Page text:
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Letting a girl fly comes hard to Indian parents - but it needs to be done.
I had watched her tentatively spread her wings as she ventured into a hundred year old college. Frankly I was worried. What if she could not find suitable friends? What if she was ragged? What if she could not manage notorious Pune traffic on her brand new two-wheeler? What if… the list was ever growing and I worked overtime to sort out any wrinkles in picture developing on the canvas of her life.
I was roundly accused of pampering, a charge I sometimes admit to… had I forgotten I too had been to a college or my first days there? Our parents were tougher I think, as we fended for ourselves quite easily. There was not such a hullabaloo about ‘healthy interaction’, a polite term for ragging – as mostly it stayed just that. Being in Bombay (as it was called then) we all travelled by bus or train with no mobiles to stay connected. Yet never once did we feel disconnected or unsafe. Actually parents too never felt the need to constantly be in touch with us.
Then why was I different? I looked around; all mothers like me seemed to be in the same boat and they too had an upbringing similar to mine. We all were falling head over heels to do that extra bit for our kids. Did somebody say children faced peer pressure? I seemed to be falling prey to the same….
So here I was managing home and hearth and career and now had pulled on this added responsibility. Tackling college authorities for amenities was my pet peeve and one that had my blood pressure going through the roof.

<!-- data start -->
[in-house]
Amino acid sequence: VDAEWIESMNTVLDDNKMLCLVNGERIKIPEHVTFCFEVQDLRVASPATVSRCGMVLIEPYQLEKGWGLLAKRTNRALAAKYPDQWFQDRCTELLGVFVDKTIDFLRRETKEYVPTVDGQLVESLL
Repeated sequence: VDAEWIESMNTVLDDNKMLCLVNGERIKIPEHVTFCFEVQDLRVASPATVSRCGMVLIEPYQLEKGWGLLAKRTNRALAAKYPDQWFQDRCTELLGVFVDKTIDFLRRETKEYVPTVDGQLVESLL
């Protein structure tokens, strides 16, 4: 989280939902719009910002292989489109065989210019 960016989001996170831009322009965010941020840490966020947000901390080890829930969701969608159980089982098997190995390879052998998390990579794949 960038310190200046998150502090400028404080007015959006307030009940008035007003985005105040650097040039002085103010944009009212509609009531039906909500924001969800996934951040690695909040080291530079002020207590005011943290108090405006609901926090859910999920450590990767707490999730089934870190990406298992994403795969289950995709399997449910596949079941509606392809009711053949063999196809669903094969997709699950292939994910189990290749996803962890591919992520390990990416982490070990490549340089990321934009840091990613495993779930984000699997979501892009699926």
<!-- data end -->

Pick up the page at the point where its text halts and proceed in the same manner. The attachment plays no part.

But getting back on track, she made her first solo and slowly found a whole new world opening up. I saw the world through her eyes all over again yet could never understand the joy of eating a wada pav from the streetside vendor or endless texting on the cell phone or watching movies from the first row!
Getting into a B-school was a natural progression of her education but all my joy was offset by my worry receptors again working overtime. So began yet another episode. Of course today’s hostels are much different from my time, but I was not reassured.
The course was designed to sort out wheat from chaff, never mind that these students had undergone a gruelling selection process. Hearing her strenuous routine had me in shivers. But then companies did not pay obscene salaries for nothing. They knew the product; the recruit has it in him/her to take on corporate battles. So I guess learning was happening 24X7 for both of us. To be fair some of this ‘help’ was unasked for….
A sane voice inside reminded me everyone has to put in such hours. I understood that she needed to go through the process to emerge stronger. But understanding would not translate into actions… I prayed that God give my strength to her, give me her fatigue and doubts so she could soar higher. I did whatever I could to ease her burden!
That’s when I was told this story. A butterfly emerges from a cocoon by pushing out through its enfolding layers. Unable to bear its struggles, a child peeled off layers of the cocoon and waited with baited breath for the colourful beauty to fly into his hand. But that did not happen. It fell to the ground lay weakly flapping its wings. Nature had deemed its struggle necessary. This was to force liquid from its body to its tiny wings to make them powerful.